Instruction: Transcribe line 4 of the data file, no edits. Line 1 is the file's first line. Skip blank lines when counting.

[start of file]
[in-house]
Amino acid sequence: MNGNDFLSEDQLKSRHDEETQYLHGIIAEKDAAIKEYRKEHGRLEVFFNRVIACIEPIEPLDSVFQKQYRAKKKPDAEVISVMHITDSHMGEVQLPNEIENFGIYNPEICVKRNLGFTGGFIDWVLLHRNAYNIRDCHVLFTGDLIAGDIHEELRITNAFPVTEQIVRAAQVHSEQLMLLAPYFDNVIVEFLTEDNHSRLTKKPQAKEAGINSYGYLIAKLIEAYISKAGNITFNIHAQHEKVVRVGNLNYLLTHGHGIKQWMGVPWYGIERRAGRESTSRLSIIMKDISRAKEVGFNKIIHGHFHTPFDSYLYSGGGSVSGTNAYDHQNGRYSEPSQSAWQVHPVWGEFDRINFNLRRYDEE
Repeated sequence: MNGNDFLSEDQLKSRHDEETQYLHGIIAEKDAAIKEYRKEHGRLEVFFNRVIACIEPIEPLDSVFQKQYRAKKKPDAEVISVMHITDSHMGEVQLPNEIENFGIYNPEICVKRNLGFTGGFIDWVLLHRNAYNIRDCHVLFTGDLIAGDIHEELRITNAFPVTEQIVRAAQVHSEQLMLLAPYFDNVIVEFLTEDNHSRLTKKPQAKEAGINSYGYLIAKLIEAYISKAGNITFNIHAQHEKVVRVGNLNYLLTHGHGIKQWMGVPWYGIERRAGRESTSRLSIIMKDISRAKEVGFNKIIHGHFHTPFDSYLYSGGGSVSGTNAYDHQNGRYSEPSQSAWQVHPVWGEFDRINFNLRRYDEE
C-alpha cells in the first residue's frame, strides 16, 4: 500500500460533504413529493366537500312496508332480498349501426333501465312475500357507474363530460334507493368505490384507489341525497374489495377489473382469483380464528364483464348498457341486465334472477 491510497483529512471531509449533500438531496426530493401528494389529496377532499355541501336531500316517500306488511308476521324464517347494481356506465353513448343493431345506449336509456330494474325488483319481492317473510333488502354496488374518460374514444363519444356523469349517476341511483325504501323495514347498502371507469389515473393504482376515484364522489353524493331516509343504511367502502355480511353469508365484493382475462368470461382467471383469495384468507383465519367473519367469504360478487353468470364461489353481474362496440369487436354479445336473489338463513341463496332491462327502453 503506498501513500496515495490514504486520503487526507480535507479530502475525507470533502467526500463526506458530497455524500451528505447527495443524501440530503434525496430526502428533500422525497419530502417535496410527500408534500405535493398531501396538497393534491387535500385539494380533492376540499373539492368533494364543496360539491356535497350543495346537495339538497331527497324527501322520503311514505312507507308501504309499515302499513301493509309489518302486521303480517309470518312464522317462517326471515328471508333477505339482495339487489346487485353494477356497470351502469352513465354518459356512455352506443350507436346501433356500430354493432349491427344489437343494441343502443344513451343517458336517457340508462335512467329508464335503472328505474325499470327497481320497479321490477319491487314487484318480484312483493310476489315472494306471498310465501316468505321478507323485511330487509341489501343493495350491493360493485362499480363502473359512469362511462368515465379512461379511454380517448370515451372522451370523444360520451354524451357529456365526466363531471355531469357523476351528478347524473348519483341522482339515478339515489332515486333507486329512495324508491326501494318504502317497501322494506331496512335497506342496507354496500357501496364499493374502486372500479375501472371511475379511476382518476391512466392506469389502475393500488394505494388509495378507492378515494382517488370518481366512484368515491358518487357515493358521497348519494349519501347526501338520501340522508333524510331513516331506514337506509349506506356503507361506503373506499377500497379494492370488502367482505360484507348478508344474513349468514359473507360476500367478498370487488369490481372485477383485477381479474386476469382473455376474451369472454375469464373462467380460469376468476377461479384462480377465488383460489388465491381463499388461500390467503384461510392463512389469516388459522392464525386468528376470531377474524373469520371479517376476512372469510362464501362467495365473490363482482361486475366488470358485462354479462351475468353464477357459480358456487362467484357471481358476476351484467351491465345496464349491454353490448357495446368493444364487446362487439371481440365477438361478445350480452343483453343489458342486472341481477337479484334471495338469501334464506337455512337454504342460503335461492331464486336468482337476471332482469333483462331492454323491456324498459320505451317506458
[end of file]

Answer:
C-alpha cells in the first residue's frame, strides 16, 4: 500500500460533504413529493366537500312496508332480498349501426333501465312475500357507474363530460334507493368505490384507489341525497374489495377489473382469483380464528364483464348498457341486465334472477 491510497483529512471531509449533500438531496426530493401528494389529496377532499355541501336531500316517500306488511308476521324464517347494481356506465353513448343493431345506449336509456330494474325488483319481492317473510333488502354496488374518460374514444363519444356523469349517476341511483325504501323495514347498502371507469389515473393504482376515484364522489353524493331516509343504511367502502355480511353469508365484493382475462368470461382467471383469495384468507383465519367473519367469504360478487353468470364461489353481474362496440369487436354479445336473489338463513341463496332491462327502453 503506498501513500496515495490514504486520503487526507480535507479530502475525507470533502467526500463526506458530497455524500451528505447527495443524501440530503434525496430526502428533500422525497419530502417535496410527500408534500405535493398531501396538497393534491387535500385539494380533492376540499373539492368533494364543496360539491356535497350543495346537495339538497331527497324527501322520503311514505312507507308501504309499515302499513301493509309489518302486521303480517309470518312464522317462517326471515328471508333477505339482495339487489346487485353494477356497470351502469352513465354518459356512455352506443350507436346501433356500430354493432349491427344489437343494441343502443344513451343517458336517457340508462335512467329508464335503472328505474325499470327497481320497479321490477319491487314487484318480484312483493310476489315472494306471498310465501316468505321478507323485511330487509341489501343493495350491493360493485362499480363502473359512469362511462368515465379512461379511454380517448370515451372522451370523444360520451354524451357529456365526466363531471355531469357523476351528478347524473348519483341522482339515478339515489332515486333507486329512495324508491326501494318504502317497501322494506331496512335497506342496507354496500357501496364499493374502486372500479375501472371511475379511476382518476391512466392506469389502475393500488394505494388509495378507492378515494382517488370518481366512484368515491358518487357515493358521497348519494349519501347526501338520501340522508333524510331513516331506514337506509349506506356503507361506503373506499377500497379494492370488502367482505360484507348478508344474513349468514359473507360476500367478498370487488369490481372485477383485477381479474386476469382473455376474451369472454375469464373462467380460469376468476377461479384462480377465488383460489388465491381463499388461500390467503384461510392463512389469516388459522392464525386468528376470531377474524373469520371479517376476512372469510362464501362467495365473490363482482361486475366488470358485462354479462351475468353464477357459480358456487362467484357471481358476476351484467351491465345496464349491454353490448357495446368493444364487446362487439371481440365477438361478445350480452343483453343489458342486472341481477337479484334471495338469501334464506337455512337454504342460503335461492331464486336468482337476471332482469333483462331492454323491456324498459320505451317506458